On the surface, this seems to be a case of a poorly flown instrument procedure or perhaps just a misunderstanding of the sporadic nature of non-directional beacons. But there is much more to it than that.

— James Albright





N446PA, London, 1960
(Source unknown)

This was the thirteenth incident in a series of 13, 11 of which pointed to a problem with the Crew Resource Management at Pan American World Airways at the time. This was the "straw that broke the camel's back," in that the FAA finally took action: (from Gandt, p. 116)

The FAA's findings confirmed the dismal facts that the internal Operations Review Group had already determined: Pan Am was crashing airplanes at three times the average rate of the United States airlines. Worse, Pan Am's accident rate was on the rise, a reverse of the steadily decreasing industry-wide accident experience with jet airliners. The report was scathing. Pan Am's accidents in the Pacific, declared the FAA, involved "substandard airmen." Training was inadequate, and there was a lack of standardization among crews. [ . . . ] But at the heart of Pan Am's troubles, according to the FAA, were human factors. [ . . . ] When applied to airline cockpits, it had the same taint as pilot error.

Pan American World Airways had no choice but to clean house and examine the way they flew airplanes. They were able to reverse their company culture and became one of the safest airlines in the world.

1 — Accident report

2 — Narrative

3 — Analysis

4 — Cause



Accident report

  • Date: 22 April 1974
  • Time: 22:26
  • Type: Boeing 707-321B
  • Operator: Pan American World Airways
  • Registration: N446PA
  • Fatalities: 11 of 11 crew, 96 of 96 passengers
  • Aircraft fate: Destroyed
  • Phase: Approach
  • Airport (departure): Hong Kong-Kai Tek International Airport (VHHH), Hong Kong
  • Airport (arrival): Denspasar-Ngurah Bali International Airport (WADD), Indonesia



The flight was arriving from the north, navigating to Bali by heading directly to a Non-Directional Beacon (NDB) while not under radar contact by anyone. It was up to them to find the beacon using two Automatic Direction Finder (ADF) radio receivers.

In the days before GPS, there were parts of the world where using an NDB was the only choice and pilots learned to treat the ADF needle with a great deal of skepticism. The needle was rarely steady and was known to point to the nearest power source, to be fooled by the local topography, or sometimes just point in increments of 40° for no known reason.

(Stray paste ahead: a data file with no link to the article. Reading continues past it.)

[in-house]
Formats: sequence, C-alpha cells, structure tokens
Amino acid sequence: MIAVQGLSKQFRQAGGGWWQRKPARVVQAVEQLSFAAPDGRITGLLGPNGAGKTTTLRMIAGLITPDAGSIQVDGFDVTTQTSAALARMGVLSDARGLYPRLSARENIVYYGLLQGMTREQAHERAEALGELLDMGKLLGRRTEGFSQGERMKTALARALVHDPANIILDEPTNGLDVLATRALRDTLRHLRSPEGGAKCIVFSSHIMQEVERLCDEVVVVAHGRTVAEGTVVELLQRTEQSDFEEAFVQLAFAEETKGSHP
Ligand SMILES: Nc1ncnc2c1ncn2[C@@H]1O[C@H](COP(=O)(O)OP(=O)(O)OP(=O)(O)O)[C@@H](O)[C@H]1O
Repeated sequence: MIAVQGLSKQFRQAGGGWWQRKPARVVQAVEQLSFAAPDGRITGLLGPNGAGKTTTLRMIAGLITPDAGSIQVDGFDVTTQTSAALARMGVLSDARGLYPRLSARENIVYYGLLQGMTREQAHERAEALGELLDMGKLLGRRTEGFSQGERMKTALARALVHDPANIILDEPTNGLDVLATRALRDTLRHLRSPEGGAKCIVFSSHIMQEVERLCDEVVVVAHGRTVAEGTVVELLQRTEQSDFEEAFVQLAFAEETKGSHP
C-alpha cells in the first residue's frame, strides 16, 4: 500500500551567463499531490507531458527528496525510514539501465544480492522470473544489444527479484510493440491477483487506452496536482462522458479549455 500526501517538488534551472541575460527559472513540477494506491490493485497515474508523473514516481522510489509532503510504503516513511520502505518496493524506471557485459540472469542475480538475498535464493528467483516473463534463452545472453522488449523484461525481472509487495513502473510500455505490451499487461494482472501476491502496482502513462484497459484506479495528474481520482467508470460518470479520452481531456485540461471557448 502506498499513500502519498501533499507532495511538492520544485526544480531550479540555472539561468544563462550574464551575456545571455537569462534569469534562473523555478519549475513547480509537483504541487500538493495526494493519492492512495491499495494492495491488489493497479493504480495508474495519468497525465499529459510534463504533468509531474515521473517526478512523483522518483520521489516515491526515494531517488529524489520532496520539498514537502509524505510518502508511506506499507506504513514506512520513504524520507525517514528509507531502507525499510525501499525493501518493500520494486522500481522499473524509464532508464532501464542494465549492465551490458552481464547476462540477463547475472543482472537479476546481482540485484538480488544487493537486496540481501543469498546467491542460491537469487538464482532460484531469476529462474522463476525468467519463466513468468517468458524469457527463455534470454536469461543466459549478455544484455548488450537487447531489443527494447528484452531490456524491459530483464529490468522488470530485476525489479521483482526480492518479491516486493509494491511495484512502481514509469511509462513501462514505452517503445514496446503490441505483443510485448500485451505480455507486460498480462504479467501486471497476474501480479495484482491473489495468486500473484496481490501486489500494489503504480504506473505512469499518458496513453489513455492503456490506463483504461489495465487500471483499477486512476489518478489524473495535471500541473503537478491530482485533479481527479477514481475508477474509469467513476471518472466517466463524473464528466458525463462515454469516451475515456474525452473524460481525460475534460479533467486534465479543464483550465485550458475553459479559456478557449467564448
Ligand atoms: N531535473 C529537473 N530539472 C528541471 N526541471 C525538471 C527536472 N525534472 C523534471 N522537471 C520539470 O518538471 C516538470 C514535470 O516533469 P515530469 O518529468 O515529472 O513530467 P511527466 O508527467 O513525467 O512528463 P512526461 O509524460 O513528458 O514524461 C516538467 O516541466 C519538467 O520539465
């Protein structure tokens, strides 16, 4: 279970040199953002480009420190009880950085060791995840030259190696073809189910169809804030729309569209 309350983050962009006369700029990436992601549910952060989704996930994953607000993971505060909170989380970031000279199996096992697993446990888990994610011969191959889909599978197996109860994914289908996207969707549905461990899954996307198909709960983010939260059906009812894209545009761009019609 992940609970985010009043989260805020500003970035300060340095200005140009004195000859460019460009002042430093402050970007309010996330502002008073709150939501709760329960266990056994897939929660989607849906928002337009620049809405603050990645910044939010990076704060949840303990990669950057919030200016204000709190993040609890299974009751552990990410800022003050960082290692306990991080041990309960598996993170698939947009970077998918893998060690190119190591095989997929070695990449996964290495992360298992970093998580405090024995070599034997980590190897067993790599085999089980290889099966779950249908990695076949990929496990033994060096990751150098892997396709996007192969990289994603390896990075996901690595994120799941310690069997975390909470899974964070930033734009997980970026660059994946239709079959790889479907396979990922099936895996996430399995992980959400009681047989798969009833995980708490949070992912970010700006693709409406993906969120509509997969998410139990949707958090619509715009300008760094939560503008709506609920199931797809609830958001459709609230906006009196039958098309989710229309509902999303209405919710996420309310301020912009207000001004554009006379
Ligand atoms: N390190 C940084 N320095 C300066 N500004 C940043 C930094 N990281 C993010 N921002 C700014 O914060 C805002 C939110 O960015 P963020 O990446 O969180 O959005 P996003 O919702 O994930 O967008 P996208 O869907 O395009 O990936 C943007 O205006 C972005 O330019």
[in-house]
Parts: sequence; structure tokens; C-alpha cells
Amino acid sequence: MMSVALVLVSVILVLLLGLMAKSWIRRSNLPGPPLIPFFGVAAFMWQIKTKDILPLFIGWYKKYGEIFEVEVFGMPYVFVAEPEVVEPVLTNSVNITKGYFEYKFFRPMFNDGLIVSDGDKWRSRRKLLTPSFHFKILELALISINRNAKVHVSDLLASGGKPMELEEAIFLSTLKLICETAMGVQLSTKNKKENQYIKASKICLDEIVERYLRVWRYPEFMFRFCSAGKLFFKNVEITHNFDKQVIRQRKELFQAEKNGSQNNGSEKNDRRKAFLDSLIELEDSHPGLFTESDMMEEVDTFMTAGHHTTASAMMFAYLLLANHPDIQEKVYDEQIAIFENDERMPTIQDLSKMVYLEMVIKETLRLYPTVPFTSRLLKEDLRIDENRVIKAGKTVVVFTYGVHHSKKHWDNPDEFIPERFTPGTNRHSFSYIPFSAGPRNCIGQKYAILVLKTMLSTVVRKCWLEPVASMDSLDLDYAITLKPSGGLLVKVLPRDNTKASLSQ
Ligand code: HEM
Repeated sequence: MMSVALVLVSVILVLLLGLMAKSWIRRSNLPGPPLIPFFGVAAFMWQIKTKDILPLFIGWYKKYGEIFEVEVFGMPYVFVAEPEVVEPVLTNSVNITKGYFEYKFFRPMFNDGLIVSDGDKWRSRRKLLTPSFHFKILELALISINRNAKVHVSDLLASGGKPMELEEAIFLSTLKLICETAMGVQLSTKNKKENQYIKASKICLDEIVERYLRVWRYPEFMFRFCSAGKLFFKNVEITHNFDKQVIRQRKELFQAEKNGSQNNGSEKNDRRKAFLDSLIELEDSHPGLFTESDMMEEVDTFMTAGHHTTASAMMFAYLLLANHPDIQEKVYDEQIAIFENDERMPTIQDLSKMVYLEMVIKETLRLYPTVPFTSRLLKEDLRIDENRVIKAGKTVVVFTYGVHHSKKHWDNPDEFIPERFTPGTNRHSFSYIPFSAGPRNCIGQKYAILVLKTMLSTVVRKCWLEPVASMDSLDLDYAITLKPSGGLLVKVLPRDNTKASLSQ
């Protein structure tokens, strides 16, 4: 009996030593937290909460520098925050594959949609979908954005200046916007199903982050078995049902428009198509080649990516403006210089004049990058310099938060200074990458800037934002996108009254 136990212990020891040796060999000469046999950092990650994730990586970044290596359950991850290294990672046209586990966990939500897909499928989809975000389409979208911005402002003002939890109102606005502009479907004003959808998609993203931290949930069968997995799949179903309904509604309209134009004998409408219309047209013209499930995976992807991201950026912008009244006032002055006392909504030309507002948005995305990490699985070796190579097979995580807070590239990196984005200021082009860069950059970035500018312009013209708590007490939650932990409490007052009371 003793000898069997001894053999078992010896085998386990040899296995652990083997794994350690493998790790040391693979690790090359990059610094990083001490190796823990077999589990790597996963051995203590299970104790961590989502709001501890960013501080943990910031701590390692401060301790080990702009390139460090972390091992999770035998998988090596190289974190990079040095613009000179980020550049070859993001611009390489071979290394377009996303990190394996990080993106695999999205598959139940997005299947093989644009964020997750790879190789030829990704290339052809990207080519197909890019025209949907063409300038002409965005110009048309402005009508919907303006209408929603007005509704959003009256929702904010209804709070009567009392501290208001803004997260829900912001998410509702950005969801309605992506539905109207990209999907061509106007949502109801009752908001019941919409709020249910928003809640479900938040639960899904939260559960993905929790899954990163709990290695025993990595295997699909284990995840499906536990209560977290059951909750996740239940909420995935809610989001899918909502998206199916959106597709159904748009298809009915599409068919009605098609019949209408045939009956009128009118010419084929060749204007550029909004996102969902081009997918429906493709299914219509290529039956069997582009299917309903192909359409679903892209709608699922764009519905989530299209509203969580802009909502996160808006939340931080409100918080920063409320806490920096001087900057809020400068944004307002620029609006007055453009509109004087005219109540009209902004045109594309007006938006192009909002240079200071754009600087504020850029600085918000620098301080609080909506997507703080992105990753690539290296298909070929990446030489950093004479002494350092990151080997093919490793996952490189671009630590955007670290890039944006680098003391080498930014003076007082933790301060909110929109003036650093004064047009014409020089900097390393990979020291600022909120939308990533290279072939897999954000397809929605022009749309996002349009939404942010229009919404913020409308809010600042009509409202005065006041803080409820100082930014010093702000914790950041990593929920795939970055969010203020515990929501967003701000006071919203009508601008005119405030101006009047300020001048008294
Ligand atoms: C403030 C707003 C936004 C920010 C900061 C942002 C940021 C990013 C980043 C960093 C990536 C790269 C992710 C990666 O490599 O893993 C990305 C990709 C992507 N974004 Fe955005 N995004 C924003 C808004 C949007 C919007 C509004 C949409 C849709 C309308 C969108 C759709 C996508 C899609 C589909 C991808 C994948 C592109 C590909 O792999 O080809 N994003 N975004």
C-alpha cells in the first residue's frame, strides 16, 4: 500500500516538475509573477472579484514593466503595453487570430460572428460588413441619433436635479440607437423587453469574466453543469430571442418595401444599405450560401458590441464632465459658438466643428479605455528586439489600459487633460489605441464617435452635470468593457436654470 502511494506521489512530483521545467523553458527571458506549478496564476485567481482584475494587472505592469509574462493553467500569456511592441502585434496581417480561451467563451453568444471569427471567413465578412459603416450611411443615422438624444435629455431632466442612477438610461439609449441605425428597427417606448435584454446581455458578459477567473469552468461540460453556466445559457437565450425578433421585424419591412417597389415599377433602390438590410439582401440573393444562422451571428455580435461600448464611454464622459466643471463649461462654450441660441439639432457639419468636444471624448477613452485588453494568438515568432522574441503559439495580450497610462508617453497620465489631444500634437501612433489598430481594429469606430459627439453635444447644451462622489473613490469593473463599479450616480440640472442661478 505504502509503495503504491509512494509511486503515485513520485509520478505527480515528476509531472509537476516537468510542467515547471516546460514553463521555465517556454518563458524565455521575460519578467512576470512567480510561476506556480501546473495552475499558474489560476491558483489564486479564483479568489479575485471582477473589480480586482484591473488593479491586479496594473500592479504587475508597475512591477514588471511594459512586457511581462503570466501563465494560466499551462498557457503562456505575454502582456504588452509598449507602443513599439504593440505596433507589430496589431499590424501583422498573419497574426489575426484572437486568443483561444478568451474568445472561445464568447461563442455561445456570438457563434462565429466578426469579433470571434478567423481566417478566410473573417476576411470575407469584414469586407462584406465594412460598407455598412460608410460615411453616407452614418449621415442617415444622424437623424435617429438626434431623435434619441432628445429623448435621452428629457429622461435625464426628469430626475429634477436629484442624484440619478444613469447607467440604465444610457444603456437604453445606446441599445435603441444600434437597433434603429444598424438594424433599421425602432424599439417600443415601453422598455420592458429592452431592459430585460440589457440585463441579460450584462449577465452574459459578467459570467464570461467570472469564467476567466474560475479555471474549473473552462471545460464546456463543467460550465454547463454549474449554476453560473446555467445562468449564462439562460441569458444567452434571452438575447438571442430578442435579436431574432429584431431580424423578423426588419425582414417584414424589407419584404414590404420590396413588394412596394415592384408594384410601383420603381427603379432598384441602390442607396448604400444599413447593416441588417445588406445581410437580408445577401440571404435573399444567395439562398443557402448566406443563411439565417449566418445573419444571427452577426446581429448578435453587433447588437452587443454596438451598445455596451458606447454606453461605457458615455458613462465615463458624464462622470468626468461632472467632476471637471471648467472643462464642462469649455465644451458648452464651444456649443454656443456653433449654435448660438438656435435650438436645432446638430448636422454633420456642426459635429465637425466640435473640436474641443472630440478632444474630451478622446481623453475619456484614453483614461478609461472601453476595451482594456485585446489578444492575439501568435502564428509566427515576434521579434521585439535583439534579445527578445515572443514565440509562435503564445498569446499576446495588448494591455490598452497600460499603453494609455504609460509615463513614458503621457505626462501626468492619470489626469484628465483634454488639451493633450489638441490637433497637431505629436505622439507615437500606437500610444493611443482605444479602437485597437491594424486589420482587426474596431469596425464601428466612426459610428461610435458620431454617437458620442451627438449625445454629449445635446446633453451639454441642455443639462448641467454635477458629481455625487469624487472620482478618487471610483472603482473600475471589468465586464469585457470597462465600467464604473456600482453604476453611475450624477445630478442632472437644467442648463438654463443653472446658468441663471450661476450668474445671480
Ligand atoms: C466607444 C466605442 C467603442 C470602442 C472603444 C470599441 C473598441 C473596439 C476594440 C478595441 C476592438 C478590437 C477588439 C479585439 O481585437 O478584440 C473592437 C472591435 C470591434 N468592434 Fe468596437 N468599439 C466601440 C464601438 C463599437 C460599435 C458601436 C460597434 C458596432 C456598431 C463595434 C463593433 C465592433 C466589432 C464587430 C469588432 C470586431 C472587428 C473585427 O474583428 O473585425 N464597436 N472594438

I had the misfortune of having to fly in many locations where the NDB was the only choice, but the good fortune to always have either a navigator or inertial navigation system to give me some confirmation of that pesky needle.

You cannot understand what happened to Pan Am 816 unless you understand just how unreliable an NDB can be. See: Non-Directional Beacon.

Note: the approach plate shown is the only one I have for the Bali NDB Runway 09, this one was published 30 years after the crash. But we aren't concerned with the niceties of the approach, the crew missed the runway by 30 nautical miles. What we are interested in is basic instrument procedures.


The NDB approach, as of 2006 (Jeppesen WADD 16-1)

  • Flight PA-812 was a scheduled international flight from Hong Kong to Sydney with an intermediate stop at Denpasar, Bali. The aircraft took off from Hong Kong at 1108 hours [GMT] on an IFR flight plan via A-83 GYM B-67 BTT B-91 GPR B-61 VJN and Denpasar with an estimated en-route time between Hong Kong and Denpasar (Bali) of 4:23 hours.
  • Flight PA-812 was allocated flight level 330 from Hong Kong until BTT and thence proceeded at flight level 350 until Denpasar. The flight proceeded normally and position reports while in Indonesian UIR were carried out through Jakarta Radio on frequency 5673 kHz.
  • At 1428 PA-812 was cleared by Jakarta Area Control Centre to descend to flight level 280. PA-812 established its first contact with Bali Tower at 1506 through Tower Frequency 118.1 MHz and was instructed by Tower to contact Bali control on frequency 128.3 kHz.
  • At 1508 PA-812 informed Bali Control of revised ETA 1527. A clearance to descend to flight level 100 was given by Bali Control and at 1509 a request was made by the aircraft for active runway. Runway in use 09 was passed on by Bali Control to the aircraft.
  • During descent to flight level 120, after observing that one of the ADF needles swung, at 1519, PA-812 reported over the station turning outbound and was subsequently instructed to contact Bali Tower. Twenty-five seconds later PA-812 established contact with Bali Tower informing outbound procedure, followed by a request for lower altitude.

Source: ICAO Circular 132-AN/83. No. 13, ¶1.1

The weather was reported to be cloudless, "the stars were bright and it was moonless." Under those conditions, many island destinations are almost impossible to see at night. I can't imagine any pilot with experience flying in this part of the Pacific would bet his life on one ADF needle while the other is rock steady in the other direction.

  • Clearance was then given to descend to 2,500 ft and PA-812 was instructed to report reaching 2,500. At 1523 the aircraft reported reaching 2,500 ft and Bali Tower gave instructions to continue approach and to report when runway was in sight. Acknowledgment was made by PA-812 by saying "Check inbound". At 1526 the pilot-in-command requested the visibility by calling "Hey -Tower, what is your visibility out there now?".
  • However, according to the transcription of Air Traffic Control voice recorder this message was never received by Bali Tower. Apparently this was the last message transmitted by the aircraft. Bali Tower kept trying to contact the aircraft by calling "Clipper eight one two, Bali Tower" and "Clipper eight one two, Bali Tower, how do you read" several times. However, no answer was received from the aircraft. It was subsequently found that the aircraft hit a mountain approximately 37 NM North-West of Ngurah Rai Airport, Bali.